Hendrix v. Astrue

Filing 920100127

Opinion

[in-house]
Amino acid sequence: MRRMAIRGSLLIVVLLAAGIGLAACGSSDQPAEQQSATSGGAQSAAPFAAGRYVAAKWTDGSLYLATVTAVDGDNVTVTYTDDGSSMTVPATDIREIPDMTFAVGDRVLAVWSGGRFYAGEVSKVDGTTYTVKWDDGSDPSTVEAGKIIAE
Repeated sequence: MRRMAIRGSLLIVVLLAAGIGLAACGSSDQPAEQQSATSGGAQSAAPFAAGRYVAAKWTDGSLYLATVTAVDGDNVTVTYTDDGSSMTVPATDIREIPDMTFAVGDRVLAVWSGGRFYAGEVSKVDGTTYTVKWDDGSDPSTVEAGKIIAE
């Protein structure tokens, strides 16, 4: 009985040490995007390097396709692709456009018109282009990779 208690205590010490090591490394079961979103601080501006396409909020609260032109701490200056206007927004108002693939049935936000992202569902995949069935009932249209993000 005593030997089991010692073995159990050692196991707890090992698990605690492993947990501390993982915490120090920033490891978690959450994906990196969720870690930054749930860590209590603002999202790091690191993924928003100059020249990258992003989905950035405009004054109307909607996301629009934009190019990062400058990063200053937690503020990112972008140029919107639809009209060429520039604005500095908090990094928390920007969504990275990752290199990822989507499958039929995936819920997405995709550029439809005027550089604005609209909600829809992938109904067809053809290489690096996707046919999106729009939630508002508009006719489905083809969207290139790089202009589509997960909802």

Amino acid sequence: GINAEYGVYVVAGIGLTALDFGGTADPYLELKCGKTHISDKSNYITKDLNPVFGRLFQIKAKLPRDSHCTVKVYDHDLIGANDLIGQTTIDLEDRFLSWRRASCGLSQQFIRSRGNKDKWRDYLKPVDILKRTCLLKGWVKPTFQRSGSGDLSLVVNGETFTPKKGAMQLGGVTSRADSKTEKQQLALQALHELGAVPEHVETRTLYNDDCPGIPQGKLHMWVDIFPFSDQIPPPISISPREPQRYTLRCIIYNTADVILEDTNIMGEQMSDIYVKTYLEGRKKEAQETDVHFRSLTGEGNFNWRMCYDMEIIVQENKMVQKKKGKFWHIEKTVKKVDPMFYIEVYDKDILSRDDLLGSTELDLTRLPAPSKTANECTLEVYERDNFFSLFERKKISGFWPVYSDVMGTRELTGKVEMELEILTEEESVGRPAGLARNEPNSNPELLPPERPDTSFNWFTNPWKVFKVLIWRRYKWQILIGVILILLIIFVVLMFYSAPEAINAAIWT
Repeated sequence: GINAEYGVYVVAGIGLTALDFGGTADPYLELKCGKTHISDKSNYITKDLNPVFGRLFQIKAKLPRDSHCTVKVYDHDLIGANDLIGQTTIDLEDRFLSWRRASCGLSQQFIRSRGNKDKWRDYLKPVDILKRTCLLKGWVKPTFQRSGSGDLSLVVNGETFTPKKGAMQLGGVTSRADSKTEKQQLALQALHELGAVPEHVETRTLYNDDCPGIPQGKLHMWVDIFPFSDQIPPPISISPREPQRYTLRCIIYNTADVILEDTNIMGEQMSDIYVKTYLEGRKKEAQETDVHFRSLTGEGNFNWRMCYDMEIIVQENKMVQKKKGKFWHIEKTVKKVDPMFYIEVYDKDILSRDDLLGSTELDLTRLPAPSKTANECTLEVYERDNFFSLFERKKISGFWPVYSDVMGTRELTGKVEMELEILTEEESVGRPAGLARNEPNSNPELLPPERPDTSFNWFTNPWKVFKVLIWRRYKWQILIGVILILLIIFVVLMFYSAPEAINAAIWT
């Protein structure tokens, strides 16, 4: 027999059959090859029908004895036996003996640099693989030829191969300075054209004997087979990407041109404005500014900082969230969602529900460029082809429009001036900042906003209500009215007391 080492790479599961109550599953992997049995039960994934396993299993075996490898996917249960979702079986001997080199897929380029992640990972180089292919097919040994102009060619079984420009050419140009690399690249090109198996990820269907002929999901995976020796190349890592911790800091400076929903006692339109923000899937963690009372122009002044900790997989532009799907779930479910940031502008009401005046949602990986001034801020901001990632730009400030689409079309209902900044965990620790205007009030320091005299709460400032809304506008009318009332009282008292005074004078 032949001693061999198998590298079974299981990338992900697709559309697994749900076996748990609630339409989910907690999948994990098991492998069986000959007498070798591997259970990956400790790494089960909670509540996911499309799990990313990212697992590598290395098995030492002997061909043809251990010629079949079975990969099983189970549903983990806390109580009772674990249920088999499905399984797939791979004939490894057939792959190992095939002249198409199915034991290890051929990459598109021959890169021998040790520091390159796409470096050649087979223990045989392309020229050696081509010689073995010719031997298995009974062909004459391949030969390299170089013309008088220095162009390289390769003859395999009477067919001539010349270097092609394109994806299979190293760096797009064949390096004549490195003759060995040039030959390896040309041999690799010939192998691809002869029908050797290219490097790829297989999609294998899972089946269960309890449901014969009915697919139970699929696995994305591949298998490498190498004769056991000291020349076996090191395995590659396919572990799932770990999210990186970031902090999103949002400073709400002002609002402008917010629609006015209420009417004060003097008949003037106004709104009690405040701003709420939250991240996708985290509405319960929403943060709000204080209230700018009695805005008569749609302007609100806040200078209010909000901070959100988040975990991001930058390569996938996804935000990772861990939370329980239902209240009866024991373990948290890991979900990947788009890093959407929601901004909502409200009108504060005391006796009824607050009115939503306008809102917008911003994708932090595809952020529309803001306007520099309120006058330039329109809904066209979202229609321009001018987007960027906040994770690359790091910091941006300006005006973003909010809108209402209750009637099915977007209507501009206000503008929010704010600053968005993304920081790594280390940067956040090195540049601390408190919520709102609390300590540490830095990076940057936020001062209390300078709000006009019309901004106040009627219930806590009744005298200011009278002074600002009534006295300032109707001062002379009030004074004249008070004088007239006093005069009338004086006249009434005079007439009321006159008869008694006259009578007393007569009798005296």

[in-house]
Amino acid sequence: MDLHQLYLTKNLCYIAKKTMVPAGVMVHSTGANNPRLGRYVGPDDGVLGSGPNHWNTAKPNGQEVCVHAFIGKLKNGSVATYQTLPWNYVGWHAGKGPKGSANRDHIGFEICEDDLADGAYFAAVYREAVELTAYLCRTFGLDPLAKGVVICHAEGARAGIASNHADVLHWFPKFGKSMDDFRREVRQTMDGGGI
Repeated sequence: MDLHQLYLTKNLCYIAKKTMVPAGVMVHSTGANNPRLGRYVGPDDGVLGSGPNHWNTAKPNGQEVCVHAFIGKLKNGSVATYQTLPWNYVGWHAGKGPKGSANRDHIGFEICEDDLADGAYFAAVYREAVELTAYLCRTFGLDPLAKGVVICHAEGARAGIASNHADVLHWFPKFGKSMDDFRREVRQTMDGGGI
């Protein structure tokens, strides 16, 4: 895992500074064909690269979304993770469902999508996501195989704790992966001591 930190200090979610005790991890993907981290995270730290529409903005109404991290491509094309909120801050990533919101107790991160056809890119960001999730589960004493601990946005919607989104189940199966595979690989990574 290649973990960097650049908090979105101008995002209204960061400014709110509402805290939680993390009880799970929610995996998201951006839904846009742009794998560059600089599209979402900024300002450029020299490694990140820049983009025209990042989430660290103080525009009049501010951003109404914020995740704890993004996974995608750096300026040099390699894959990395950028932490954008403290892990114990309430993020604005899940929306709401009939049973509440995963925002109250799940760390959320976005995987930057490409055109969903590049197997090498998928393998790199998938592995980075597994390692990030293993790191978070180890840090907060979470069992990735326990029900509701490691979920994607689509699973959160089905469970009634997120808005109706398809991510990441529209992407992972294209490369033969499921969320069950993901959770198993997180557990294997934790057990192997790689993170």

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FILED United States Court of Appeals Tenth Circuit January 27, 2010 UNITED STATES COURT OF APPEALS Elisabeth A. Shumaker FOR THE TENTH CIRCUIT Clerk of Court VIRGINIA HUNTER-HENDRIX, Plaintiff!Appellant, v. MICHAEL J. ASTRUE, Commissioner of the Social Security Administration, Defendant!Appellee. No. 09-6056 (D.C. No. 5:07-CV-01416-C) (W.D. Okla.) ORDER AND JUDGMENT * Before LUCERO, GORSUCH, and HOLMES, Circuit Judges. Claimant Virginia Hunter-Hendrix appeals from the district court's order affirming the decision of the Social Security Commissioner to deny her application for disability-insurance benefits. Ms. Hunter-Hendrix argues that the administrative law judge ("ALJ") failed to follow prescribed standards in evaluating her physicians' opinions and in determining whether she could make a After examining the briefs and appellate record, this panel has determined unanimously to grant the parties' request for a decision on the briefs without oral argument. See Fed. R. App. P. 34(f); 10th Cir. R. 34.1(G). The case is therefore ordered submitted without oral argument. This order and judgment is not binding precedent, except under the doctrines of law of the case, res judicata, and collateral estoppel. It may be cited, however, for its persuasive value consistent with Fed. R. App. P. 32.1 and 10th Cir. R. 32.1. * successful adjustment to other work that exists in significant numbers in the national economy. We exercise jurisdiction under 28 U.S.C. 1291 and 42 U.S.C. 405(g) and conclude that the ALJ's decision does not apply the correct legal standards to the medical evidence. Accordingly, we REVERSE and REMAND for further proceedings. I. BACKGROUND A. Procedural History Ms. Hunter-Hendrix's social security case has a lengthy history. Alleging disability due to back problems, she initially applied for benefits on August 8, 2001, when she was fifty-one years old. An Administrative Law Judge (ALJ) issued an unfavorable decision on April 22, 2004. On administrative review, however, the Appeals Council vacated the ALJ's decision. The Appeals Council remanded the matter, instructing the ALJ to further consider Ms. HunterHendrix's complaints. In particular, the ALJ was to supplement the medical and vocational evidence and evaluate the additional evidence in accordance with the agency's regulations. The ALJ obtained additional evidence, held a hearing twenty-one months after the remand, and conducted a supplemental hearing eight months later. He issued his second unfavorable decision on June 29, 2007, finding Ms. HunterHendrix not disabled at step five of the sequential evaluation process. See Wall v. Astrue, 561 F.3d 1048, 1052 (10th Cir. 2009) (describing the agency's five-step -2- framework for determining disability). The Appeals Council denied Ms. HunterHendrix's request for review, and the district court affirmed the Commissioner's decision. In the eight years since she applied for benefits, Ms. Hunter-Hendrix's insured status expired. B. Medical History Ms. Hunter-Hendrix first suffered a work-related back injury in the late 1980s and underwent back surgery in March 1991. She re-injured her back in July 2000. In spite of conservative treatment during the fall of that year, she continued to have back problems and stopped working at her production-assembly job in November. Throughout 2000, her physicians limited her lifting, pushing, bending, and stooping movements. Dr. Evans, an examining orthopedist, placed her lifting limit at ten pounds in September 2000. The most optimistic opinions were expressed by Dr. Hess, a treating physician (through his physician's assistant), and Dr. Wright, an orthopedist. They opined that Ms. Hunter-Hendrix could lift up to twenty pounds. In January of 2001, Dr. Wright and Dr. Metcalf, an examining physician, recommended back decompression surgery. Dr. Wright performed a revision lumbar laminectomy on January 22, 2001. (An examining physician, Dr. Saidi, described the procedure as one to remove scar tissue.) After the surgery, treating, examining, and reviewing physicians again evaluated Ms. Hunter-Hendrix's restricted ability to lift, bend, and stoop. From March 2001 to October 2003, they -3- reached and expressed somewhat divergent opinions. There is then a gap in the medical record. After the remand order, however, the ALJ requested two additional disability examinations. Dr. Saidi examined Ms. Hunter-Hendrix on April 10, 2006 and noted her history of degenerative disk disease, herniated disk, spinal stenosis, and chronic obstructive pulmonary disease. He found she could stand for four hours and sit for four hours as long as she changed position every thirty minutes. She could lift ten pounds frequently, carry five pounds frequently, and lift eleven to fifty pounds occasionally. In addition, Ms. Hunter-Hendrix's condition required a moderate restriction of activities involving unprotected heights, moving machinery, marked changes in temperature and humidity, exposure to dust, fumes, and gases, driving, and vibrations. On February 12, 2007, Dr. Chaudry also conducted an agency-requested examination. According to his findings, Ms. Hunter-Hendrix could sit for six hours during a work day, thirty to forty minutes at a time, and stand for about six hours, twenty minutes at a time. She was restricted to lifting twenty pounds occasionally. Dr. Chaudry found no environmental restrictions. C. Vocational History Ms. Hunter-Hendrix, who has an eighth-grade education, performed the past relevant work of "assembly, production," and "hand assembling." II Aplt. App. at 417. Most recently, she repaired computer boards, using soldering guns -4- and lifting tubs that weighed fifteen to thirty pounds. In that job, she could sit or stand as she worked, frequently lifted twenty-five pounds, and occasionally lifted up to fifty pounds. Three different vocational experts have given their opinions on the classification of Ms. Hunter-Hendrix's past work. They generally believed that Ms. Hunter-Hendrix had performed light to medium, semiskilled work. D. Remand Proceedings On remand, the ALJ was instructed to supplement the medical and vocational evidence and to take the additional evidence into consideration under the applicable agency regulations. He added Dr. Saidi's and Dr. Chaudry's opinions to the medical record. The ALJ was then tasked with determining the weight to be accorded the opinions of the many treating, examining, and non-examining physicians. And with regard to the vocational evidence, he was to determine if Ms. Hunter-Hendrix had any transferable skills and then identify any appropriate jobs in the national economy. At the remand hearing, the ALJ took telephone testimony from a reviewing medical expert, Dr. McCaron. The gist of Dr. McCaron's testimony was that the medical records didn't explain the source of Ms. Hunter-Hendrix's pain. Dr. McCaron questioned Dr. Wright's diagnosis of spinal stenosis, and stated that a herniated disc "doesn't necessarily mean there is or isn't a problem." Id. at 410. -5- Eight months later, the ALJ held a supplemental hearing, at which another reviewing medical expert, Dr. Raulston, testified. Dr. Raulston expressed his view that Ms. Hunter-Hendrix was "capable of light duty, [lifting] 20 pounds occasionally and frequently, standing/walking a total of six out of eight, with the opportunity to change positions every 30 to 60 minutes as needed." Id. at 458 (parenthetical omitted). She couldn't crawl, but could occasionally climb, crouch, balance, kneel, and stoop. She had no environmental limitations except for performing hazardous duties. Dr. Raulston felt the inconsistencies between the examining physicians Dr. Saidi and Dr. Chaudry were "just a difference of opinion." Id. at 460. He stated that nothing in the record "show[s] she actually got worse or better" between the two examinations. Id. Two new vocational experts testified after remand. At the supplemental hearing, a vocational expert proposed three jobs in response to the ALJ's hypothetical questions about light, semiskilled work allowing for a sit/stand option: bench assembler, barrel solderer, and electric motor assembler. The ALJ then issued his decision denying benefits. On the issue of Ms. Hunter-Hendrix's medical condition, he essentially adopted the testimony of the second testifying expert, Dr. Raulston. He found that Ms. Hunter-Hendrix suffered from the severe impairments of spinal stenosis, chronic obstructive pulmonary disease, recurrent herniated disc, and degenerative disc disease. She was of "advanced age or . . . approaching advanced age" and was unable to -6- perform her past relevant work. Id. at 20. Nevertheless, she had the residual functional capacity to "stand or sit and stand for 4 hours out of an 8-hour workday," but "must change positions every 30 to 60 minutes." Id. at 20. She "retain[ed] the residual functional capacity to perform a wide range of light work activity because she could lift and carry 20 pounds occasionally and 10 pounds on a frequent basis." Id. Apparently relying on the testimony of Ms. Sullivan, the third vocational expert, the ALJ decided that despite her limitations Ms. HunterHendrix could perform the three jobs existing in significant numbers in the national economy, as suggested by the final vocational expert. He therefore found her not disabled and not entitled to disability insurance benefits. The appeals council denied review and Ms. Hunter-Hendrix sought review in the district court. The district court found no error in the ALJ's treatment of the medical evidence. 1 Concerning vocational issues, the court determined that ALJ properly found that Ms. Hunter-Hendrix had acquired transferable skills in her previous jobs. The court, however, concluded that two of the jobs supporting the alternative-work finding--bench assembler and barrel solderer--were inappropriate or unsupported by the evidence. Nevertheless, the court determined that the remaining position of electric-motor assembler was sufficient to support the ALJ's decision, without explicitly considering whether this single job existed On judicial review, the district court adopted the magistrate judge's report and recommendation. -7- 1 in significant numbers in the national economy. The district court therefore affirmed the Commissioner's decision. II. DISCUSSION "We review the Commissioner's decision to determine whether his factual findings are supported by substantial evidence in the record viewed as a whole and whether he applied the correct legal standards." Frantz v. Astrue, 509 F.3d 1299, 1300 (10th Cir. 2007) (alteration and quotation omitted). "We consider whether the ALJ followed the specific rules of law that must be followed in weighing particular types of evidence in disability cases, but we will not reweigh the evidence or substitute our judgment for the Commissioner's." Cowan v. Astrue, 552 F.3d 1182, 1185 (10th Cir. 2008) (quotation omitted). An ALJ's decision is "evaluated based solely on the reasons stated in the decision," without engaging in a "post hoc effort to salvage" it. Robinson v. Barnhart, 366 F.3d 1078, 1084 (10th Cir. 2004). This court does not "overstep [its] institutional role and usurp essential functions committed in the first instance to the administrative process." Id. at 1084-85 (quotation omitted). Under the Commissioner's regulations, an ALJ is required to evaluate every medical opinion in the record, giving varying weight to each opinion "according to the relationship between the disability claimant and the medical professional." Hamlin v. Barnhart, 365 F.3d 1208, 1215 (10th Cir. 2004). "An ALJ must also -8- consider a series of specific factors in determining what weight to give any medical opinion." Id. 2 A "treating physician's opinion is given particular weight because of his unique perspective to the medical evidence that cannot be obtained from the objective medical findings alone or from reports of individual examinations such as consultative examinations. . . ." Id. (quotation omitted). If an ALJ rejects a treating physician's opinion and relies instead on the opinion of another medical source, he has a well-defined course to follow. Id. First, he must "articulate specific, legitimate reasons" for the rejection. Id. (quotation omitted). Second, he must "explain the weight" accorded the opinion of an examining or nonexamining physician and "give good reasons in his written decision for the weight he gave to the treating physician's opinion." Id. 2 These factors include: (1) the length of the treatment relationship and the frequency of examination; (2) the nature and extent of the treatment relationship, including the treatment provided and the kind of examination or testing performed; (3) the degree to which the physician's opinion is supported by relevant evidence; (4) consistency between the opinion and the record as a whole; (5) whether or not the physician is a specialist in the area upon which an opinion is rendered; and (6) other factors brought to the ALJ's attention which tend to support or contradict the opinion. Goatcher v. United States Dep't. of Health & Human Servs., 52 F.3d 288, 290 (10th Cir. 1995) (citing 20 C.F.R. 404.1527(d)(2)-(6)). -9- The extended pendency of this case resulted in a copious medical record. In spite of the daunting task facing the ALJ, however, the above standards remain applicable. Our review indicates that the ALJ's written decision does not mention the opinions of examining-physicians Evans and Metcalf or testifying-physician McCaron. And though the decision summarizes the opinion of treating-physician Hess (as signed by his physician-assistant), it does not articulate reasons for discounting the October 6, 2000, statement that Ms. Hunter-Hendrix could lift only fifteen pounds, which would preclude her from performing light work. In addition, there are inconsistencies between the opinions of examining physicians Saidi and Chaudry, concerning Ms. Hunter-Hendrix's ability to lift or carry, the length of time she can sit and stand during a work day, her need to change positions, and the imposition of environmental restrictions. But the ALJ's decision does not discuss or explain the weight he assigned to each of these opinions. He also does not explain why he relied almost completely on the opinion of reviewing-and-testifying physician Raulston. We acknowledge that the Commissioner's appellate brief suggests reasons for the ALJ's determination. Our role on judicial review, however, does not include speculation on how the ALJ weighed the medical-opinion evidence. We do not provide a post hoc rationale for his conclusion. See Robinson, 366 F.3d at 1084. And the magistrate judge was incorrect in stating, without citation, that "the mere fact that the ALJ did not explicitly consider what weight to give to each -10- of the physicians' opinions is not error" because "[m]uch of the evidence was in agreement. . . ." I Aplt. App. at 21 (emphasis added). In an instance in which "none of the record medical evidence conflict[ed] with the ALJ's conclusion that claimant can perform light work," we decided there was a lesser need for the ALJ "to reject or weigh evidence unfavorably in order to determine a claimant's RFC." Howard v. Barnhart, 379 F.3d 945, 947 (10th Cir. 2004) (emphasis added). In light of the discrepancies in medical opinion, however, that principle does not apply to Ms. Hunter-Hendrix's case. The ALJ did not follow the correct legal standards in considering the medical-opinion evidence, so we must reverse and remand on this issue. Ms. Hunter-Hendrix also makes two arguments concerning the ALJ's treatment of the vocational record. Our direction on the evaluation of the medical evidence means that these issues may not arise on remand. Accordingly, we decline to address them. -11- It is unfortunate that the decision-making process on Ms. Hunter-Hendrix's claim has been so prolonged. Nevertheless, we REVERSE the decision of the district court and REMAND the case with instructions to remand it to the Commissioner for further proceedings in accordance with this decision. Entered for the Court Jerome A. Holmes Circuit Judge -12-